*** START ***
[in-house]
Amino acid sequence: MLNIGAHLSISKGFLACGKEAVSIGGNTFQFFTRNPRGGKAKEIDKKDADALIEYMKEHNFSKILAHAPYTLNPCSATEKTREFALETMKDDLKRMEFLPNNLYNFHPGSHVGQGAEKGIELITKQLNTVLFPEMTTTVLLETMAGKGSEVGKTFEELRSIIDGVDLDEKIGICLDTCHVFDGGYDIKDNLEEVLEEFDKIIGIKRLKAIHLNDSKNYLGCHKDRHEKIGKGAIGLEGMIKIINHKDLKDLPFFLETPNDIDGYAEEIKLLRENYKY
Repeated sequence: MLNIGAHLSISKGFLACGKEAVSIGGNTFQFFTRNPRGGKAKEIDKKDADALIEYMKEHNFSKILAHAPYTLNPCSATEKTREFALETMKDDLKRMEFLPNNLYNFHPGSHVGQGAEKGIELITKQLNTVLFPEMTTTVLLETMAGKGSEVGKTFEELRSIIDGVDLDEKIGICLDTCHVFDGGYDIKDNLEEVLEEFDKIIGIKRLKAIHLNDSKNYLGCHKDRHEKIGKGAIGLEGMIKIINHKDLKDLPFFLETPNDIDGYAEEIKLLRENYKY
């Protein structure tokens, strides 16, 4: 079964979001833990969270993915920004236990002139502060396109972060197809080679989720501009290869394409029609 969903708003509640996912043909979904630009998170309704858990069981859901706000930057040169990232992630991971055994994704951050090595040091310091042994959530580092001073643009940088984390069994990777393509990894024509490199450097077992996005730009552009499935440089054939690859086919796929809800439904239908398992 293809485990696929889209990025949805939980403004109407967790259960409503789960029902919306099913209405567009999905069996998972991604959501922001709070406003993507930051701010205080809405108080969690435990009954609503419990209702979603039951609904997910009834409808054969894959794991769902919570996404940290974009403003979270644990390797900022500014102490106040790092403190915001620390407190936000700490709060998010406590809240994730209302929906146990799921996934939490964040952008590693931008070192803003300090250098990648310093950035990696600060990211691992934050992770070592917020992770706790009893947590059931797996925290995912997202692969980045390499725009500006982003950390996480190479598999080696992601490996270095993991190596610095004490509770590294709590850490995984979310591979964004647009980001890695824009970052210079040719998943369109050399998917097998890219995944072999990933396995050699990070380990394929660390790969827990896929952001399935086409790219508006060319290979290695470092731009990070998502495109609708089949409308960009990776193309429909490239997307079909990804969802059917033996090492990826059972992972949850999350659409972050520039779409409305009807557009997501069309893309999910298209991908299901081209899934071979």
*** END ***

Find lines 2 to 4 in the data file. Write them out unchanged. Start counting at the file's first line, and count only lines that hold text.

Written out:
Amino acid sequence: MLNIGAHLSISKGFLACGKEAVSIGGNTFQFFTRNPRGGKAKEIDKKDADALIEYMKEHNFSKILAHAPYTLNPCSATEKTREFALETMKDDLKRMEFLPNNLYNFHPGSHVGQGAEKGIELITKQLNTVLFPEMTTTVLLETMAGKGSEVGKTFEELRSIIDGVDLDEKIGICLDTCHVFDGGYDIKDNLEEVLEEFDKIIGIKRLKAIHLNDSKNYLGCHKDRHEKIGKGAIGLEGMIKIINHKDLKDLPFFLETPNDIDGYAEEIKLLRENYKY
Repeated sequence: MLNIGAHLSISKGFLACGKEAVSIGGNTFQFFTRNPRGGKAKEIDKKDADALIEYMKEHNFSKILAHAPYTLNPCSATEKTREFALETMKDDLKRMEFLPNNLYNFHPGSHVGQGAEKGIELITKQLNTVLFPEMTTTVLLETMAGKGSEVGKTFEELRSIIDGVDLDEKIGICLDTCHVFDGGYDIKDNLEEVLEEFDKIIGIKRLKAIHLNDSKNYLGCHKDRHEKIGKGAIGLEGMIKIINHKDLKDLPFFLETPNDIDGYAEEIKLLRENYKY
């Protein structure tokens, strides 16, 4: 079964979001833990969270993915920004236990002139502060396109972060197809080679989720501009290869394409029609 969903708003509640996912043909979904630009998170309704858990069981859901706000930057040169990232992630991971055994994704951050090595040091310091042994959530580092001073643009940088984390069994990777393509990894024509490199450097077992996005730009552009499935440089054939690859086919796929809800439904239908398992 293809485990696929889209990025949805939980403004109407967790259960409503789960029902919306099913209405567009999905069996998972991604959501922001709070406003993507930051701010205080809405108080969690435990009954609503419990209702979603039951609904997910009834409808054969894959794991769902919570996404940290974009403003979270644990390797900022500014102490106040790092403190915001620390407190936000700490709060998010406590809240994730209302929906146990799921996934939490964040952008590693931008070192803003300090250098990648310093950035990696600060990211691992934050992770070592917020992770706790009893947590059931797996925290995912997202692969980045390499725009500006982003950390996480190479598999080696992601490996270095993991190596610095004490509770590294709590850490995984979310591979964004647009980001890695824009970052210079040719998943369109050399998917097998890219995944072999990933396995050699990070380990394929660390790969827990896929952001399935086409790219508006060319290979290695470092731009990070998502495109609708089949409308960009990776193309429909490239997307079909990804969802059917033996090492990826059972992972949850999350659409972050520039779409409305009807557009997501069309893309999910298209991908299901081209899934071979």